A new ladybird has arrived in Britain. But not just any ladybird: this is the harlequin ladybird, Harmonia axyridis, and the most invasive ladybird on Earth.
The harlequin has three main colour formations in the UK and is a large species (7mm):
- Orange/yellow with up to 21 black spots on the wing case (although some can lack all spots), brown legs and an out-turned edge to the wing case
- Black with two red spots
- Black with four red spots
The adult bug is bigger and rounder than the seven-spot ladybird native to the UK.
The Harlequin can be up to 7mm long and is more likely to be orange rather then red but can also come in other colours including black with red spots and yellow and black.
And just behind its head it has a white plate with a big black ‘M’ on it.
Distinguishing the harlequin ladybird from other British species:
- If it’s less than 5 mm (1/5 inch) in length, it is definitely not a harlequin ladybird.
- If it’s red with precisely 7 black spots, it is a 7-spot ladybird.
- If it has white or cream spots, it is a striped ladybird, an orange ladybird or a cream-spot ladybird.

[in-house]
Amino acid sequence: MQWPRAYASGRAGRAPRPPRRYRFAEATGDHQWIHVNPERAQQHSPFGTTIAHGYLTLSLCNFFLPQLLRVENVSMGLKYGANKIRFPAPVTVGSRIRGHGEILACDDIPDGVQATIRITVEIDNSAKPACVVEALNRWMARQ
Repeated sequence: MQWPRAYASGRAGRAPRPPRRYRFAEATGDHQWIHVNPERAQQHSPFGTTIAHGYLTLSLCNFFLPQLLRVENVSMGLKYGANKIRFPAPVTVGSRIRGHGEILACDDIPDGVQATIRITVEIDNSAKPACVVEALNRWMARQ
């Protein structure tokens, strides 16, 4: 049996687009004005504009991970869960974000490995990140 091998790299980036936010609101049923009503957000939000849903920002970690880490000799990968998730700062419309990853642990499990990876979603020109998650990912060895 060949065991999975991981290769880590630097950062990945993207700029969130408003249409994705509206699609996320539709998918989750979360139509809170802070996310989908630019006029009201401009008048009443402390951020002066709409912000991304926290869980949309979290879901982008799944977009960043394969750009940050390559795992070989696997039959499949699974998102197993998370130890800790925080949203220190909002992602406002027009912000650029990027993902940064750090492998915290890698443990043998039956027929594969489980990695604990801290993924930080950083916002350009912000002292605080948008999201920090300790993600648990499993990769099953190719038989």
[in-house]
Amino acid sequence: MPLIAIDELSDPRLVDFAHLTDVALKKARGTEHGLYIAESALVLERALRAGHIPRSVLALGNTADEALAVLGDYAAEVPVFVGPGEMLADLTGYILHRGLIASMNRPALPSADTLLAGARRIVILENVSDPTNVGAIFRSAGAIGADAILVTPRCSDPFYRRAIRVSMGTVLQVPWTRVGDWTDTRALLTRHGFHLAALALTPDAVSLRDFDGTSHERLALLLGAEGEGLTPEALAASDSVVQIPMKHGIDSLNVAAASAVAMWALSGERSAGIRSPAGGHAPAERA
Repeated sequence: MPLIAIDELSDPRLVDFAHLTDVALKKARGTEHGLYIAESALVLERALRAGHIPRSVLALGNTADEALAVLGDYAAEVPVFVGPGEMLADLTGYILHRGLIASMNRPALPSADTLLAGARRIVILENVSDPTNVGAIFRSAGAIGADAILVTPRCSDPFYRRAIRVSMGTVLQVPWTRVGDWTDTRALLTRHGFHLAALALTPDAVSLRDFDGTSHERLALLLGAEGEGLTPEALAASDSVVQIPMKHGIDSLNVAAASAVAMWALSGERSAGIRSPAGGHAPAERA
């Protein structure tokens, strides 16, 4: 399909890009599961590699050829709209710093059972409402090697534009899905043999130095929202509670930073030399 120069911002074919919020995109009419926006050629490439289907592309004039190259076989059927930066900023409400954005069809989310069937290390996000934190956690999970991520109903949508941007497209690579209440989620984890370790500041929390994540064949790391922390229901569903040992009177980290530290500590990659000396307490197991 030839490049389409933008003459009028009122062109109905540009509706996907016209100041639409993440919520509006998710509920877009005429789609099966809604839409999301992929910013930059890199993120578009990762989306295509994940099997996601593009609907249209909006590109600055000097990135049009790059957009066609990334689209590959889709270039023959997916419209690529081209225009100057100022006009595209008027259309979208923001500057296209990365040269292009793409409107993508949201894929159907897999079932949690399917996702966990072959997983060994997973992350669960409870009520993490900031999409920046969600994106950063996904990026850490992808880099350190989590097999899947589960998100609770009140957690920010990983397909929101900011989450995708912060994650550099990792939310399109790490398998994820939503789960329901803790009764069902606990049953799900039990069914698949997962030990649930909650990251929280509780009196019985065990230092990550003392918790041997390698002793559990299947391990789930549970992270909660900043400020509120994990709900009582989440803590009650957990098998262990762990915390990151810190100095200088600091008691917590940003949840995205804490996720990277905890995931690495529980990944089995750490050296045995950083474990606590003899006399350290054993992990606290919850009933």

- If it is large, burgundy coloured and has 15 black spots, it is an eyed ladybird
- If it has an orange pronotum, and fine hairs all over the elytra, it is a bryony ladybird
- If it is black with four or six red spots, two of which are right at the front of the outside margin of the elytra, it is a melanic form of the 2-spot ladybird.
Why should we be concerned about the arrival of the harlequin ladybird?
Threat to wildlife –
Harlequin ladybirds can seriously affect native ladybird species
- Harlequin ladybirds are very effective aphid predators and have a wider food range and habitat than most other aphid predators (such as the 7-spot ladybird) and so easily out-compete them.
- Harlequin ladybirds do not have a requirement for a dormant period before they can reproduce, as some ladybirds have (e.g. 7-spot and eyed ladybirds), and so have a longer reproductive period than most other species. In 2004 in London, harlequin ladybird larvae were found still feeding in late October, long after all the native species had sought over wintering sites.
- When aphids are scarce, harlequin ladybirds consume other prey including ladybird eggs, larvae and pupae, butterfly and moth eggs and caterpillars.
- Harlequin ladybirds can disperse rapidly over long distances and so have the potential for rapid geographic expansion.